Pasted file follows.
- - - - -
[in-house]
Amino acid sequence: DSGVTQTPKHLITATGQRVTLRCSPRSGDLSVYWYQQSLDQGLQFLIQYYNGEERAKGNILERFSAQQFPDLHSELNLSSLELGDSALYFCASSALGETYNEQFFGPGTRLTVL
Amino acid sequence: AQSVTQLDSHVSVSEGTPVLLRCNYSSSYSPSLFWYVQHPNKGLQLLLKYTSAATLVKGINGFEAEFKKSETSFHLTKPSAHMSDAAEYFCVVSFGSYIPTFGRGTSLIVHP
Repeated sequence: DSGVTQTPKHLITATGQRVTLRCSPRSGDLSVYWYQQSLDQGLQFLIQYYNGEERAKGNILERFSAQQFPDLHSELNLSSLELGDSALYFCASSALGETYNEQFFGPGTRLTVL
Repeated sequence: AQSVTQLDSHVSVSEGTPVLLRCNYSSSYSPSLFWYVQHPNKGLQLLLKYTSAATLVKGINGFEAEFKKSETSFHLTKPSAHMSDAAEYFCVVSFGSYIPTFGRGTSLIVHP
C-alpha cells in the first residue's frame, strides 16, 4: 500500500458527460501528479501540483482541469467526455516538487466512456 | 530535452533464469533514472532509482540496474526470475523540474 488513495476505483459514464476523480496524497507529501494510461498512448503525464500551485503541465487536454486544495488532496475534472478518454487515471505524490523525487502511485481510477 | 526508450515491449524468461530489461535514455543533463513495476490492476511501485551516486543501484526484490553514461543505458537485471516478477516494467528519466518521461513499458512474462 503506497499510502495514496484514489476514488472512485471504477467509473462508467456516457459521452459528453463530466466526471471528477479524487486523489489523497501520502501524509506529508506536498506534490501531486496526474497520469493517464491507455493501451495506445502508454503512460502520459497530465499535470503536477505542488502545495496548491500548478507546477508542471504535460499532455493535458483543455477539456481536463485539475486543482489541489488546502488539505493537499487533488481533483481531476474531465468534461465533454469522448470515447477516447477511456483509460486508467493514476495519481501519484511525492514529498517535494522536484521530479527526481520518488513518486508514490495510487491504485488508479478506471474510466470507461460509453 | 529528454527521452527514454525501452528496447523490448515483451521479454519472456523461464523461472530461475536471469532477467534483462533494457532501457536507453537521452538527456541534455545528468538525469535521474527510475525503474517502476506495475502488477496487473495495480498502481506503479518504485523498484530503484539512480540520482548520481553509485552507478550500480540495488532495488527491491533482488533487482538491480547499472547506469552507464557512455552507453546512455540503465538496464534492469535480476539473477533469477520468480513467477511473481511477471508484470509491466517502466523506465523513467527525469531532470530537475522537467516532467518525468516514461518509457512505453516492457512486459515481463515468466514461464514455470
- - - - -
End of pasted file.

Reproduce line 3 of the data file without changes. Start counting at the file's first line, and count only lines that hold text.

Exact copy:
Amino acid sequence: AQSVTQLDSHVSVSEGTPVLLRCNYSSSYSPSLFWYVQHPNKGLQLLLKYTSAATLVKGINGFEAEFKKSETSFHLTKPSAHMSDAAEYFCVVSFGSYIPTFGRGTSLIVHP